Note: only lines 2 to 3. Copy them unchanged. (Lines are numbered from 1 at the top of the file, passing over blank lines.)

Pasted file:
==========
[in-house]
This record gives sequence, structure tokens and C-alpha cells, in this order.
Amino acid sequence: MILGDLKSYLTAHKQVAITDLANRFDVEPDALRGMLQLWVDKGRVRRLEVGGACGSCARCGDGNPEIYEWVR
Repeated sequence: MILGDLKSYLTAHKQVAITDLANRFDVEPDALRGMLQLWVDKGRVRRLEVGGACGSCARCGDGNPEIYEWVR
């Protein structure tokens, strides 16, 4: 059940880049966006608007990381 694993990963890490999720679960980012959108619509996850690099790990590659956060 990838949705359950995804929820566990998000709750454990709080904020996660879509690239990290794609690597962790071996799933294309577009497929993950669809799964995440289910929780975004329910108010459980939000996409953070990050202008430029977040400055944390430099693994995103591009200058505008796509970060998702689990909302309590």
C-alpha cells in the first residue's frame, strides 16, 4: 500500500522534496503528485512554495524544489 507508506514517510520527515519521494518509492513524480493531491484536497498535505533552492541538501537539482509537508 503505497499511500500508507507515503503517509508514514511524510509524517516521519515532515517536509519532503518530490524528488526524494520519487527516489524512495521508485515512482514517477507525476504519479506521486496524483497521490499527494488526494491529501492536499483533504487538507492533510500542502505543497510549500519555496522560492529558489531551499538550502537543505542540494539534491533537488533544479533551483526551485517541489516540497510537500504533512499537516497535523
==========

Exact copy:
This record gives sequence, structure tokens and C-alpha cells, in this order.
Amino acid sequence: MILGDLKSYLTAHKQVAITDLANRFDVEPDALRGMLQLWVDKGRVRRLEVGGACGSCARCGDGNPEIYEWVR